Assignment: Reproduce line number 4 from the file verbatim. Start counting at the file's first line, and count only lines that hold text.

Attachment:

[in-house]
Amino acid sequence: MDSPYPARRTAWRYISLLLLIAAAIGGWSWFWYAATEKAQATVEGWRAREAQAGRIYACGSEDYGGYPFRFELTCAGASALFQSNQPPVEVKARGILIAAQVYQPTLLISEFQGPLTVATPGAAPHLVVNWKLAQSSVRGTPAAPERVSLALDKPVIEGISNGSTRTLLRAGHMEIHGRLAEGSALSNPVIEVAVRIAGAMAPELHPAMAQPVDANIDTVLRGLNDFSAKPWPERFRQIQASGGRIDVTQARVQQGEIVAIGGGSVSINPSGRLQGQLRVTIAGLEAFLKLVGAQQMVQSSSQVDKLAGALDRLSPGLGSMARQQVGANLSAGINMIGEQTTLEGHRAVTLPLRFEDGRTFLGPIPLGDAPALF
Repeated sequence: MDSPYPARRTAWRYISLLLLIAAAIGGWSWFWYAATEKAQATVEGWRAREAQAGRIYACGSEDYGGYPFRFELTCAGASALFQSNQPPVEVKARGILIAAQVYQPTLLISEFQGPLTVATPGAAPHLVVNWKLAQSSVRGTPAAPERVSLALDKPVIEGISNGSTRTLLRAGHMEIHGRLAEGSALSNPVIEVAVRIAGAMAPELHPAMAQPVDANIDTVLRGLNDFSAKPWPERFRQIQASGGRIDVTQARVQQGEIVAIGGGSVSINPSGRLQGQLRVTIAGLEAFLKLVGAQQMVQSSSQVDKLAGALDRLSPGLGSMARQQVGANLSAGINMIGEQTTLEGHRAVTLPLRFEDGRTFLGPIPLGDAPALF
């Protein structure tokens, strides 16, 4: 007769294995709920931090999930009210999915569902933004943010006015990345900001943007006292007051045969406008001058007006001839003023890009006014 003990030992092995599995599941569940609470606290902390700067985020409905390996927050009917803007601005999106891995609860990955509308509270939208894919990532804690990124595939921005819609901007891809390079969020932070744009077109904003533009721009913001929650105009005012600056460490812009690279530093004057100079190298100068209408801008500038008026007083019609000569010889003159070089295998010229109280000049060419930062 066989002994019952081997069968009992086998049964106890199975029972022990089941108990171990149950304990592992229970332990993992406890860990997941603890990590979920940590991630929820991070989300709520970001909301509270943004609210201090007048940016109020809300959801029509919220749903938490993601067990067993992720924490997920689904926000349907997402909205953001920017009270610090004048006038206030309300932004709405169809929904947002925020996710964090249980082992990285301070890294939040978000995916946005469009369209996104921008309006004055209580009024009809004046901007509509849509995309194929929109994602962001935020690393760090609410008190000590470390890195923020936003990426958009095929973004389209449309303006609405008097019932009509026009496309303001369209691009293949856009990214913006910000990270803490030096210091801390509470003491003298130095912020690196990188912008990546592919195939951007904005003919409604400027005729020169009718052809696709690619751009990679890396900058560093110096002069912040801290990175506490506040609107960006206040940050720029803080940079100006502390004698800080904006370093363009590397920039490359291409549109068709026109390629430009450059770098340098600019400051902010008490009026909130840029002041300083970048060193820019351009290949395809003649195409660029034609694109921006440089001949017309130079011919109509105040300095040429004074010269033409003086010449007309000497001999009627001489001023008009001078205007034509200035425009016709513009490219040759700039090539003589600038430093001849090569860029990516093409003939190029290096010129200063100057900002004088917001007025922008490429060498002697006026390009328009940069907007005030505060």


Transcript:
């Protein structure tokens, strides 16, 4: 007769294995709920931090999930009210999915569902933004943010006015990345900001943007006292007051045969406008001058007006001839003023890009006014 003990030992092995599995599941569940609470606290902390700067985020409905390996927050009917803007601005999106891995609860990955509308509270939208894919990532804690990124595939921005819609901007891809390079969020932070744009077109904003533009721009913001929650105009005012600056460490812009690279530093004057100079190298100068209408801008500038008026007083019609000569010889003159070089295998010229109280000049060419930062 066989002994019952081997069968009992086998049964106890199975029972022990089941108990171990149950304990592992229970332990993992406890860990997941603890990590979920940590991630929820991070989300709520970001909301509270943004609210201090007048940016109020809300959801029509919220749903938490993601067990067993992720924490997920689904926000349907997402909205953001920017009270610090004048006038206030309300932004709405169809929904947002925020996710964090249980082992990285301070890294939040978000995916946005469009369209996104921008309006004055209580009024009809004046901007509509849509995309194929929109994602962001935020690393760090609410008190000590470390890195923020936003990426958009095929973004389209449309303006609405008097019932009509026009496309303001369209691009293949856009990214913006910000990270803490030096210091801390509470003491003298130095912020690196990188912008990546592919195939951007904005003919409604400027005729020169009718052809696709690619751009990679890396900058560093110096002069912040801290990175506490506040609107960006206040940050720029803080940079100006502390004698800080904006370093363009590397920039490359291409549109068709026109390629430009450059770098340098600019400051902010008490009026909130840029002041300083970048060193820019351009290949395809003649195409660029034609694109921006440089001949017309130079011919109509105040300095040429004074010269033409003086010449007309000497001999009627001489001023008009001078205007034509200035425009016709513009490219040759700039090539003589600038430093001849090569860029990516093409003939190029290096010129200063100057900002004088917001007025922008490429060498002697006026390009328009940069907007005030505060």